“His company ran out of horse at the end, and he [Daddy Nose Best] hesitated to stay with him, so Garrett asked him a little to move away coming by the wire,” Asmussen said.
Sabercat (five furlongs in 1:02.62) – Although the Delta Down Jackpot winner’s breeze was structured similar to Daddy Nose Best’s work – he also broke off outside and about a half-length behind workmate Major Hope – the two moves were a study in contrast. Asmussen was not about to allow Sabercat to do too much, returning just nine days after his third-place finish in the Arkansas Derby. And sure enough, Sabercat just cruised through splits of 13.36, 26.32, and 38.48 for his opening three-eighths before finishing nicely. He completed his final quarter in 24.14 while reserved throughout, arriving at the wire a length in front of his partner before galloping out six furlongs in 1:16.32.
“Sabercat got Kentucky Derby-type experience in the Arkansas Derby,” Asmussen said. “He got in a lot of traffic and took a tremendous amount of kick back over a racetrack very similar to the surface here at Churchill Downs.”
Mark Valeski (five furlongs in 59.63) – With regular rider Rosie Napravnik aboard, Mark Valeski broke off about 1 1/2 lengths behind stablemate Hamiltonian, caught his target after an opening three-eighths in 35.73, and then gradually edged about a half-length in front while not really being asked to the wire. Mark Valeski let up a bit during the gallop out, completing six furlongs in an average 1:14.61.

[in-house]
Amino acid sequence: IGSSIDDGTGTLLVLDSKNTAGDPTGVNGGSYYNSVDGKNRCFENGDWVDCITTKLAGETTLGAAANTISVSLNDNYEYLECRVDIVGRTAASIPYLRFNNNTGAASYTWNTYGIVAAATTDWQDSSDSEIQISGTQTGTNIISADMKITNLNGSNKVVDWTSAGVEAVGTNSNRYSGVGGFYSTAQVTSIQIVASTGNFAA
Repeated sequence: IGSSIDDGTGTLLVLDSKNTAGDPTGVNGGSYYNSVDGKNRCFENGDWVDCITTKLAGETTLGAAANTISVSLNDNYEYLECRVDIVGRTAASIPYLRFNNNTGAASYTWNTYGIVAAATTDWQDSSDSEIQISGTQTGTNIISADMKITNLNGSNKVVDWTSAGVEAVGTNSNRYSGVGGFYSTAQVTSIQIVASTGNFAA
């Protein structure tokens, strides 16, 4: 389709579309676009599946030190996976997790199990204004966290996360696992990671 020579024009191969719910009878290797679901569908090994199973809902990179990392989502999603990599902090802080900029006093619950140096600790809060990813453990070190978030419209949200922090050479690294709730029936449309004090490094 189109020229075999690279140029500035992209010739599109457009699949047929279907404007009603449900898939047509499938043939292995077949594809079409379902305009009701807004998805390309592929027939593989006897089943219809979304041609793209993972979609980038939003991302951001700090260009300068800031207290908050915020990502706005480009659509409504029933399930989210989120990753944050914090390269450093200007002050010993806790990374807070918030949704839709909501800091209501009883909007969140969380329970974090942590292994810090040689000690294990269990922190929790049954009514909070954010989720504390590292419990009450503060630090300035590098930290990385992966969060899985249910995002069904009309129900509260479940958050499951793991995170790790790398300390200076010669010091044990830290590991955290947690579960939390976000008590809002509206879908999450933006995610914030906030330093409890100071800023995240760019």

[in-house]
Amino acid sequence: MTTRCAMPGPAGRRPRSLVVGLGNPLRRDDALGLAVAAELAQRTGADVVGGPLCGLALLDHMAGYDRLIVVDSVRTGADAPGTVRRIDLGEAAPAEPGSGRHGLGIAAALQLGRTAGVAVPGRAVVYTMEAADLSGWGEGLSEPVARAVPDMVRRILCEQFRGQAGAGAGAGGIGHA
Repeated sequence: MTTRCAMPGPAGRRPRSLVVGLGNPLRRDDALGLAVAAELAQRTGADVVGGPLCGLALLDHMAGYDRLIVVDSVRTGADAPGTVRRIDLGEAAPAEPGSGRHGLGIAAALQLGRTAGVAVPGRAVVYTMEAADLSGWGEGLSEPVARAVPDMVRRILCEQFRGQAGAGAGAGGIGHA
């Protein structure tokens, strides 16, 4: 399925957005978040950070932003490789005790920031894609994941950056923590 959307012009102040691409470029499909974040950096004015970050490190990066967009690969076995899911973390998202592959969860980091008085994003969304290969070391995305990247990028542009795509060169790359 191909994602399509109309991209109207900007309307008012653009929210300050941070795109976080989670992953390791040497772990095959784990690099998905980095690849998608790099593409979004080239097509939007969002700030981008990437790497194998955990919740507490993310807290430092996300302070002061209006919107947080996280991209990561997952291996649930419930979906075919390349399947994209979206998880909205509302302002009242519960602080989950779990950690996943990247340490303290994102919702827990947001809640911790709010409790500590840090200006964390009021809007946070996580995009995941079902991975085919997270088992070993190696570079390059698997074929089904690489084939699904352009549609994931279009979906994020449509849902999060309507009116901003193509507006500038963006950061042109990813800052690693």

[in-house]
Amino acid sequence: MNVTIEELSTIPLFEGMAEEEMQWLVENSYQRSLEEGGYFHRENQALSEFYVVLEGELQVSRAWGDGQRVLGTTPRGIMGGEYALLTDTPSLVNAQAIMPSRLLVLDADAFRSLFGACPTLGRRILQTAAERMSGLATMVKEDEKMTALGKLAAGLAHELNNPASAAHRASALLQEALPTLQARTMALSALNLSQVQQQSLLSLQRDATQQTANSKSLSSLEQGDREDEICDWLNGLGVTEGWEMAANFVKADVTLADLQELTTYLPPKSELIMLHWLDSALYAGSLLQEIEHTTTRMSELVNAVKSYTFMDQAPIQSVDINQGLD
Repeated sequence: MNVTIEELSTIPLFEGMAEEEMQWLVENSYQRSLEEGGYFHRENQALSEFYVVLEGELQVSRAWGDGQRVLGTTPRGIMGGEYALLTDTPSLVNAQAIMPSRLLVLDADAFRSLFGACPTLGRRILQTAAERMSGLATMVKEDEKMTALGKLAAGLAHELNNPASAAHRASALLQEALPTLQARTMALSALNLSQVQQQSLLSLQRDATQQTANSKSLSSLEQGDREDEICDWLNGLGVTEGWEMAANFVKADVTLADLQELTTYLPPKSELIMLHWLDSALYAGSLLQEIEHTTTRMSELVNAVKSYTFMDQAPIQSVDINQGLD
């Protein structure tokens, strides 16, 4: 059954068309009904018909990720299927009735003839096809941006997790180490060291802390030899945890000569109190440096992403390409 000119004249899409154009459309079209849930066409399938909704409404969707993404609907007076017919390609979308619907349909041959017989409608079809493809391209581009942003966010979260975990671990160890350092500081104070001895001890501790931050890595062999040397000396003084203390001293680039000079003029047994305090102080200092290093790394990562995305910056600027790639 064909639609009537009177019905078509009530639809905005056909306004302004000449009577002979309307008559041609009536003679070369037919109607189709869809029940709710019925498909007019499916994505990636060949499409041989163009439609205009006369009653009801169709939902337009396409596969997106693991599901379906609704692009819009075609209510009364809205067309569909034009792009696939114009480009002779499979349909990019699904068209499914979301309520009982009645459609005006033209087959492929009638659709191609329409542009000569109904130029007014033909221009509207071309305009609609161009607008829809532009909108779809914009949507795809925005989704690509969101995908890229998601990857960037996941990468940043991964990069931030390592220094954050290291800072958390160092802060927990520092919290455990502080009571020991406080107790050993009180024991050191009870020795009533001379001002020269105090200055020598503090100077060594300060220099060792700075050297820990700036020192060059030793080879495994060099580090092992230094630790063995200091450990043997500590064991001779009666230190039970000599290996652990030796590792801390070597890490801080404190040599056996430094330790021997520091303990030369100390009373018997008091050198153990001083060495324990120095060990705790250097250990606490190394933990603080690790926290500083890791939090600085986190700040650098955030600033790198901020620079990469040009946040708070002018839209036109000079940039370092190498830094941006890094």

The Louisiana Derby runner-up seemed to handle the track well while posting yet another in a series of fast works, although it would have been nice to have seen a little more interest during the gallop out.
“He’s the type of horse who just does enough to get the job done, and Rosie said when he moved alongside his workmate he had accomplished all he needed and began to pull himself up,” trainer Larry Jones said. “But he seemed to go well over the track, which is what I was looking for. I haven’t had a Proud Citizen yet who didn’t handle Churchill Downs well.”
Optimizer (four furlongs in 48.82) – Pretty much an average, maintenance-type move whose best feature may have been the fact that the Rebel runner-up finished on his right lead, something he did not do in his final work here last fall prior to the Breeders’ Cup Juvenile.
Isn’t He Clever (four furlongs in 51.60, according to track clockers) – He worked amongst the general population after the special Derby-Oaks training session, breezing a very easy half-mile in his first ever trial over this track.